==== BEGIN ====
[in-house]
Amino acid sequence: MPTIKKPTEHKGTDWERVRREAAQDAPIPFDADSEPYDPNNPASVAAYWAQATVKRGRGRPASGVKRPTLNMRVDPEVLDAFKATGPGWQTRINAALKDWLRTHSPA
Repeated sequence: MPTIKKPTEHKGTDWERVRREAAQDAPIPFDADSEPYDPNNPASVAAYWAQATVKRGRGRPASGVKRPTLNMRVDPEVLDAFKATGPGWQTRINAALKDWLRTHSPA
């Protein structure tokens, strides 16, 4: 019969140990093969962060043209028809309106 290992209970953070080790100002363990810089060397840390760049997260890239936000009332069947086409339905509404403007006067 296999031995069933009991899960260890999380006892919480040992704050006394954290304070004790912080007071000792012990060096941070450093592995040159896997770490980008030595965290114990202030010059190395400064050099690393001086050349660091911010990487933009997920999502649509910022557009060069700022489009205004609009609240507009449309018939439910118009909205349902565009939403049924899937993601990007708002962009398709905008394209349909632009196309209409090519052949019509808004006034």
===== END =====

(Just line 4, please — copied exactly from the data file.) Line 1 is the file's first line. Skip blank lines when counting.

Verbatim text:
């Protein structure tokens, strides 16, 4: 019969140990093969962060043209028809309106 290992209970953070080790100002363990810089060397840390760049997260890239936000009332069947086409339905509404403007006067 296999031995069933009991899960260890999380006892919480040992704050006394954290304070004790912080007071000792012990060096941070450093592995040159896997770490980008030595965290114990202030010059190395400064050099690393001086050349660091911010990487933009997920999502649509910022557009060069700022489009205004609009609240507009449309018939439910118009909205349902565009939403049924899937993601990007708002962009398709905008394209349909632009196309209409090519052949019509808004006034």